Côte d'Azur

Comprised of mountain villages, cosmopolitan cities and a number of reminders of the medieval age, the Provençe-Alpes-Côte d'Azur region sits comfortably in the Southeast corner of France, bordering Italy to the east and dipping in to the mild climate of the Mediterranean Sea.

The beauty of the region lies in its diversity. Deep in history and outstanding scenery, the six contrasting départements within the region boast flourishing agriculture, the soaring slopes of the Alpes and a dramatic coastline, all destined to be explored.

Provençe-Alpes-Côte d'Azur began to flourish after the arrival of Julius Caesar and its integration into the Roman Empire and still boasts a number of Roman ruins, including a Roman amphitheatre dating back to 49BC.

The Romans imposed their own culture and a higher standard of living to the area, building The Pont du Gard to control the unpredictable River Gard. The Pont du Gard is one of the best examples of surviving Roman architecture in Europe.

The Provençe area stretches along both sides of the Rhône River from Orange, out in to the Mediterranean Sea. Craggy coastlines, and quaint fishing villages line the coast, whist inland fields of lavender, rosemary and pine lie amongst the tiny sleepy villages.

With an enormous diversity of produce grown in the region, including a combination of fresh vegetables, fruits, olive oil, piquant garlic, basil and wild thyme. The area also features some of the finest wines with Provençal cuisine being rated as among the finest in the country.

One of the oldest inhabited regions in the Provençe is Bouches-du-Rhône, boasting the cosmopolitan city of Marseilles, and Arles where the inspiration for a number of Van Gogh's paintings came from, including 'Café de Nuit' and 'La Maison Jaune'. The area also hosts the summer season of bullfights called The Cours Camarguais, of which the ability, courage and skill of the bull and participant is tested.


Var, along with its rocky spurs above the surrounding countryside, also features the chic city on the Riviera, 'St-Tropez'. This small fishing village was transformed into a resort for the celebrity set and is lined with palms and vibrant city life, encapsulating the image of the jet-set lifestyle.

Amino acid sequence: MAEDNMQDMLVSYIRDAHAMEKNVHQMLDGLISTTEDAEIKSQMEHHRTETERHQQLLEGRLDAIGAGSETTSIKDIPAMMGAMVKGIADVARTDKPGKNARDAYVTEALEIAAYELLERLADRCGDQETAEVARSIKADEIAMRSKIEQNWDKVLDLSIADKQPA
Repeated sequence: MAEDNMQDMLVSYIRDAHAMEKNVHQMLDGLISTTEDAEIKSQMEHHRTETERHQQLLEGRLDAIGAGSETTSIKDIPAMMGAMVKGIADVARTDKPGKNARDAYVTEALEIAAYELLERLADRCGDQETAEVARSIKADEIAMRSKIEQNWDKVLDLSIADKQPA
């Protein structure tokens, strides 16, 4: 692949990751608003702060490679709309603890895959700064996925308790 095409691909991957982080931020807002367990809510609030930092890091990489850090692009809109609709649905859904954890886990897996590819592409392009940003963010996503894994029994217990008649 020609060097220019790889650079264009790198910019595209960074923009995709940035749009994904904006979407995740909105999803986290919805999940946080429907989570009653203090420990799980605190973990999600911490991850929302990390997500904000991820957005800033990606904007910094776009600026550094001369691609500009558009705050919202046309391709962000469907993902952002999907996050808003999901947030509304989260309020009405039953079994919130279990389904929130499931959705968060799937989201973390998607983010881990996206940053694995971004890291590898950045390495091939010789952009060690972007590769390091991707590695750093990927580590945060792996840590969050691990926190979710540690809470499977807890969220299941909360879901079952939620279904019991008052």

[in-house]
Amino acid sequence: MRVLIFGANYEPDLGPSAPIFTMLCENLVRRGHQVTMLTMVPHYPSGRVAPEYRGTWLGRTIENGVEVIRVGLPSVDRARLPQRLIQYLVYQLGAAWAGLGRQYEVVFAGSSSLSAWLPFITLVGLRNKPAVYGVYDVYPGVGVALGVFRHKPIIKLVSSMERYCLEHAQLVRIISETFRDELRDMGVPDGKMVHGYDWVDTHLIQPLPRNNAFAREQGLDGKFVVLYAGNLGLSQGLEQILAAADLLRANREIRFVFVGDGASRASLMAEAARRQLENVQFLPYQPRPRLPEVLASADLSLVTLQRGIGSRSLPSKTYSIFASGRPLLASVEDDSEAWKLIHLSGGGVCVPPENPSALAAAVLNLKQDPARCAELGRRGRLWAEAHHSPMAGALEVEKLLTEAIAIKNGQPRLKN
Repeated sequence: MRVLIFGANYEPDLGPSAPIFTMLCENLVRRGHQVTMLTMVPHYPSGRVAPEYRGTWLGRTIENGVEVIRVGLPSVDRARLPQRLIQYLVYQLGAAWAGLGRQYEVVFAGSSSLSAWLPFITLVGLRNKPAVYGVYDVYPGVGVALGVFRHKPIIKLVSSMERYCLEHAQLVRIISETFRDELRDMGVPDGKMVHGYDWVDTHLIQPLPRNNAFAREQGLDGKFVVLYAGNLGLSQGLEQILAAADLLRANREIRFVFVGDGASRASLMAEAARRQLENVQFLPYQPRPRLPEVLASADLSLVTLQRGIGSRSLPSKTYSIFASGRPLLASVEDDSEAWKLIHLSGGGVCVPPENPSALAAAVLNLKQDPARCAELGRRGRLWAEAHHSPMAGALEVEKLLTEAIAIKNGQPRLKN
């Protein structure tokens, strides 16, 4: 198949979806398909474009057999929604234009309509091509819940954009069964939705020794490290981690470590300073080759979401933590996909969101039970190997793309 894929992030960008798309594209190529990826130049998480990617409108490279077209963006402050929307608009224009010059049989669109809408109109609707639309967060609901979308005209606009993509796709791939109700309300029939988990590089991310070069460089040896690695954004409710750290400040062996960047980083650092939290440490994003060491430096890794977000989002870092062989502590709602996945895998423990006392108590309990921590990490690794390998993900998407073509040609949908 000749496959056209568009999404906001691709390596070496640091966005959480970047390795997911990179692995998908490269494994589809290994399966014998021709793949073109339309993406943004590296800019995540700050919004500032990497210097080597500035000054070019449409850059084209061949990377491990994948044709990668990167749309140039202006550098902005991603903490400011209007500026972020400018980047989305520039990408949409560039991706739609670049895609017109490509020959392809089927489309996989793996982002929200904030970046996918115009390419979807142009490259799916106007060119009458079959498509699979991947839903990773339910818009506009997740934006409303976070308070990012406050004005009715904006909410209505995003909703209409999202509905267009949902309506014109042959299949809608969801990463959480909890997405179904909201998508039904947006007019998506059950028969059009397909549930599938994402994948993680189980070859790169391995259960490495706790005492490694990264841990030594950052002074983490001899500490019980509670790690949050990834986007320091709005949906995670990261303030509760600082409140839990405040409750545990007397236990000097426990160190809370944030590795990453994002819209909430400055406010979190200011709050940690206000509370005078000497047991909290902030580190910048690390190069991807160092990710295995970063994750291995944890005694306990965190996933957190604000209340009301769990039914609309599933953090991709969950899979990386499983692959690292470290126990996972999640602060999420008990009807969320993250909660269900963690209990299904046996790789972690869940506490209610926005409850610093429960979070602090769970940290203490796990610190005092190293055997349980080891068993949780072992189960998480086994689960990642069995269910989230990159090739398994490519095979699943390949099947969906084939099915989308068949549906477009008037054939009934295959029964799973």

The Provençals are typically Mediterranean, with a slightly different language to that of the rest of France. The Provençal language is closely related to Catalan and Spanish rather than French, and is widely spoken by many of the older Provençe residents in particular within the more rural areas. It is common to see dual French-Provençal road signs, with local folklore declaring the Provençals identify and sense of pride.


Alpes-de-Haute-Provençe, covering nearly 700,000sq km, captivates wide-open spaces, rushing rivers and deserted valleys. As the most mountainous corner of the Provençe, the different seasons provide a contrast of landscapes, in terms of blossoming fruit trees in spring time, flourishing chestnut and olive trees through summer and autumn, and in winter the soaring peaks and snowbound summits attract ski enthusiasts from around the world.

Full of natural beauty and characterised by extreme climatic diversity, the départment of Hautes-Alpes are embraced with fertile lands and perpetual snow on the higher mountains.
With a wealth of snow, high valleys, mountain villages and Provençal character, the department boasts more than thirty ski resorts and a number of summer activities, including hiking, mountain climbing and sailing.


Toulon is picture postcard city in the heart of the Provence region. With Mont Faron and its magnificent natural harbour and historical fountains make Toulon a popular destination for tourists and holiday homes.
Toulon is also the French Navy's port for all of the Mediterranean and has a large marina for private boats. You can visit Corsica and Sardinia from here.
Since the Middle Ages and during the Crusades was when Toulon made its mark.
In the 17th the city of Toulon was fortified and was the centre of many historic naval battles. The most famous battle was in 1793 when the English captured Toulon from the royalists surrendered. The French, under a young Napoleon Bonaparte gained distinction by retaking the city for the French.


Morillon has fine beaches and great for water sports and Toulon offers many annual events such as Music festivals and the dance festival at Châteauvallon, the Palais des Congrès.

The Alpes-Maritimes area of the Côte d'Azur is renowned for its beautiful climate and vibrant resorts, combined with historic villages and towns.

The glamorous playground of the Côte d'Azur, features beaches laced with sunworshippers (St Tropez), festivals and bull fights. Nice, the départments capital, and Cannes, home to the annual International Film Festival are also included within its perimeters.

Enjoying the transformation from a small fishing village in the 15th century to a vibrant modern city of today, Cannes boasts many expensive hotels, exorbitant boutiques, and trendy restaurants.

Monaco, a tiny principality under the rule of the Grimaldi family since the 14th century, is a sovereign state with its own flag, national holiday and own dialect. The glamorous Monte Carlo is famous as the host of the annual Formula One Grand Prix and the casino boom.


Nice International, 04 93 21 30 30
Toulon-Hyères, 04 94 00 83 83
Cannes-Mandelieu, 04 93 90 40 40

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